From Dr. Marie-Louise von Franz (Alchemy, excerpts from p. 94-97):
“A study of primitive civilizations shows their religious attitude towards life as being something completely self-evident.
Religion was not separated from the profane, everyday life, but the self-evident basis of everything done, believed, and said. In his primitive condition, man is naturally religious and his religion pervades his whole nature and all his activities.
Greek civilization had evolved from that state through the pre-Socratic and the Sophistic philosophy and the various evolutions of Greek philosophy.
The upper layer of learned people in Greece, perhaps for the first time, had cut away from the primitive religious attitude which was then projected first onto the Indians and Ethiopians and later, according to late Greek literature, onto the Egyptians and such people, who were then considered to be the highest and closest to God, and in their realm, our text says the alchemical mystery was to be found.
A return to the primitive self-evident attitude towards life is a requisite for the experience of the Self, which cannot be found through the conscious mind and with the developed part of the personality but by first returning to that primitive human attitude….
Question: Would the primitive religious attitude have to do with participation mystique?
Dr. von Franz: Yes, it has all the symptoms of primitive religion, namely participation mystique – observation of synchronistic events, observations of signs, not acting without first observing inner and outer symptoms and signs, or as it has been defined, the constant, careful attention towards unknown factors.
According to that definition, religion means never acting only in accordance with conscious reasoning, but with constant attention and consideration of the unknown participating factors.
For instance, if someone says: “Let us have coffee together after the lecture,” if I think only that I have time since I don’t have lunch until 12:30, that would be conscious reasoning, which of course is also correct, but if I am a religious person, I will stop for a minute and try to get a feeling as to whether it is right to do that, and if I have an instinctive feeling against it, or at that moment a window bangs shut, or I stumble, then I might not go.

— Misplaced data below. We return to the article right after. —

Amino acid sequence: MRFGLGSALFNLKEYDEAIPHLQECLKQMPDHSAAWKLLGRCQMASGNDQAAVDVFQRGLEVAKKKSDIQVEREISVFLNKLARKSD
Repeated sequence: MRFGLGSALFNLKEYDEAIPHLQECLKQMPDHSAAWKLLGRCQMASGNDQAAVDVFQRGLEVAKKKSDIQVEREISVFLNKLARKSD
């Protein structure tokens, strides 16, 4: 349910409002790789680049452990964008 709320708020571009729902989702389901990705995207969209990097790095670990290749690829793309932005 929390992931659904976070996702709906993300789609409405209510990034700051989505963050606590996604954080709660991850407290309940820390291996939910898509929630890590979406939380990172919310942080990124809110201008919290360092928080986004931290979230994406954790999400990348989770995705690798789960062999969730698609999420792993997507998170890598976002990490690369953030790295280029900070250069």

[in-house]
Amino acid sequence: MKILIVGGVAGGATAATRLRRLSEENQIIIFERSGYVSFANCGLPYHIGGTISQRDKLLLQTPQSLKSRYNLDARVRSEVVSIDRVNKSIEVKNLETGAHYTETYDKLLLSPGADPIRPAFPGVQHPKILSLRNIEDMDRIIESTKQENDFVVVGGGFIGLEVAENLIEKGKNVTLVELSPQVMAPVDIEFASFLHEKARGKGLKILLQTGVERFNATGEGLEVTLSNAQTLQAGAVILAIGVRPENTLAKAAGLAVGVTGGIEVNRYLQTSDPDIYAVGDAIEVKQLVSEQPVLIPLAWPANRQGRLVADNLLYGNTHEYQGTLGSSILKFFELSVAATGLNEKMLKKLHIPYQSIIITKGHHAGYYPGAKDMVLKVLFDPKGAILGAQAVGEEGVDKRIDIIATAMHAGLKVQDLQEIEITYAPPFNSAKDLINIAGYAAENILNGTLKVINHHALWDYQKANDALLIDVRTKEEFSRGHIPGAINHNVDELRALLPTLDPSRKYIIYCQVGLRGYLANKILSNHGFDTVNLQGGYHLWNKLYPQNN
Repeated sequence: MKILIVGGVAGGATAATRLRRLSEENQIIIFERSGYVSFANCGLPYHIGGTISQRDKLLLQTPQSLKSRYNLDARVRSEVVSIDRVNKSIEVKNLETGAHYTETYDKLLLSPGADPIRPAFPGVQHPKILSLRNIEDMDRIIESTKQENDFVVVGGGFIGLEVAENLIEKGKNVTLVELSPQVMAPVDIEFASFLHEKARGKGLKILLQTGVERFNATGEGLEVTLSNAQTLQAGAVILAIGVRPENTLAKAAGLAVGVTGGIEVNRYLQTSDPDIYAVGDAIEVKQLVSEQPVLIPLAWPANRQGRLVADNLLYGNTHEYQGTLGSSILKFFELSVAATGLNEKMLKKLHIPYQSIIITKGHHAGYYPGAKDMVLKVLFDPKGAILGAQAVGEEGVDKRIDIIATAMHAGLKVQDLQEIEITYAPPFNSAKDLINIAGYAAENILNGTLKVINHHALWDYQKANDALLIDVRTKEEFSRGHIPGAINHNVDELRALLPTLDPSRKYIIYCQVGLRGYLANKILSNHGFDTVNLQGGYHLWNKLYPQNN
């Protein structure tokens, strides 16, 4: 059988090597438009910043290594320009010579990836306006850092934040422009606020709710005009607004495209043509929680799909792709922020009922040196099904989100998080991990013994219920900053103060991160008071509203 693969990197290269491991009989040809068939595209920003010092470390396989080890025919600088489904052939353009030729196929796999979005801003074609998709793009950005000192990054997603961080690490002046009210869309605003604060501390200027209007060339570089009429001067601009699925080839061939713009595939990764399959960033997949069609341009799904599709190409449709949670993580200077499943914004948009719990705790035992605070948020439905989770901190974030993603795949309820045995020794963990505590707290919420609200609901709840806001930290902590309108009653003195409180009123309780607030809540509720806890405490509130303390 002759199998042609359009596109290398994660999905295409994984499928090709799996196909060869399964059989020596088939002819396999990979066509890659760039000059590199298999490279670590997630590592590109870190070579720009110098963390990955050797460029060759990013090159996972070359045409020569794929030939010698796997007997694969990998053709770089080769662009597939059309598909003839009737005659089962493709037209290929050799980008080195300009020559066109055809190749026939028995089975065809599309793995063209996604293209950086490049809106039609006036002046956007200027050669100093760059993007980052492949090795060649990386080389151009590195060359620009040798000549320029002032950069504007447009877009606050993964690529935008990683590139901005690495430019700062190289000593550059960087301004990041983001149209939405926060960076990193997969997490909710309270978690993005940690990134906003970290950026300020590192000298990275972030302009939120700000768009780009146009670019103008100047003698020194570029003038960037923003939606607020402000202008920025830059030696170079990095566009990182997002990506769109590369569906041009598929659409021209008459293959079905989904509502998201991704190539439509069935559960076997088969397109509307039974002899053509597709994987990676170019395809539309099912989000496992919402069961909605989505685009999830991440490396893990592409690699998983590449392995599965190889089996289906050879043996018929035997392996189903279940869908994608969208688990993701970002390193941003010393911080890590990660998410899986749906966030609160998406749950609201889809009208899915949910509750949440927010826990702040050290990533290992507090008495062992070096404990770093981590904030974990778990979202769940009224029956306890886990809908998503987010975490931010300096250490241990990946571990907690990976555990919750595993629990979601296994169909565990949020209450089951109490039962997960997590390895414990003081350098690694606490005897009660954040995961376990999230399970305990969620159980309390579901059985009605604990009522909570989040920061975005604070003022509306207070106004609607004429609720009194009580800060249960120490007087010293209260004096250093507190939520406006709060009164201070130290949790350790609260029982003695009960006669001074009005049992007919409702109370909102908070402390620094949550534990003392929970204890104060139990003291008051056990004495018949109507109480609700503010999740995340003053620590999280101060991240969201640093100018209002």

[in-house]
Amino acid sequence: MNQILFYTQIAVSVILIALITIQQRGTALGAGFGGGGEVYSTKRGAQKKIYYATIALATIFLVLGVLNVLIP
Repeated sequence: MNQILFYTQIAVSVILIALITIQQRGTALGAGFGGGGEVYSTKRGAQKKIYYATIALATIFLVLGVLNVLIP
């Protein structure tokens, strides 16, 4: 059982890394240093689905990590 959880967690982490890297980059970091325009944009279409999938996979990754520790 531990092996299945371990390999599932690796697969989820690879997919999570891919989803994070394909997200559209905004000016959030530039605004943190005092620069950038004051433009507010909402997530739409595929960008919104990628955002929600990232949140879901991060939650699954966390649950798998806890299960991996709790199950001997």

One can laugh at that as superstition, and naturally on that level it is not different from superstition, but it is not just a mechanical thing such as the idea that if a black cat crosses your path you should turn back, but rather that all the time one should concentrate and try to get some sign from the Self, or from inside oneself. In Chinese philosophy, it is tantamount to paying constant attention to Tao, whether what I am now doing is right, in Tao. Naturally there are also personal arguments, and pros and cons, but to live in a religious way would mean being constantly on the alert for those unknown powers which also guide one’s life. If I get no contrary indication, I can decide to have the coffee, since I have time, or because I like it. A bell does not always ring warning us, but if it does and one ignores it, then something goes wrong. The religious and primitive attitude involves constant consideration of these powers.
When Dr. Jung was in Africa, his Safari guide was an Islamic, I believe a Shi-ite. At breakfast every morning all the black carriers discussed their dreams, after which the leader of the group would go to Dr. Jung and say that they would proceed, or not, one that day. Dr. Jung found that when they said they were not going, the general aspect of the dreams had not been favourable, so they felt probably they should stay another day before proceeding. Dr. Jung accepted such decisions and even managed to be drawn into the discussion on dreams, and take part in it, and they were very much impressed to find that he knew something about and was interested in dreams and could even interpret them better, and like that he could observe what was happening. But an Englishman who went to the same place some weeks later naturally did as most white men do – he accused the men of being lazy and insisted that they had to arrive at their destination in five days times and used force, and he was killed.
Religion in our definition, in its most basic form, would simply be constant alert attention directed towards these facts, instead of ruling and deciding one’s life by conscious rational decision and reasoning of the pros and cons. Therefore, in primitive societies, religion pervades everyday life. Before primitives go hunting there is a hunting ritual and if during it there is an accident, they don’t go. There is nothing either mystical or transcendent or special about it; the basic religious attitude is linked with the idea of survival, and therefore to be religious is an immediate advantage for it ensures survival.
When we are confronted with the phenomenon of neurosis, when people get stuck in their difficulties, we try to discover what the unconscious has to say and analysands are first guided to attend more to their instincts, behind which is the whole phenomenon of religious insight and experience. Jung, of course, began as all doctors did, on the basis also of his contact with Freud, with the idea of helping people to become more instinctive, in order that they might be healthy, but then he discovered that behind instinct was also religion, or that the latter was something instinctive and completely natural, for the natural man is the religious man. One therefore has to return to the natural, immediate man within and to a religious attitude, for we cannot have one without the other.”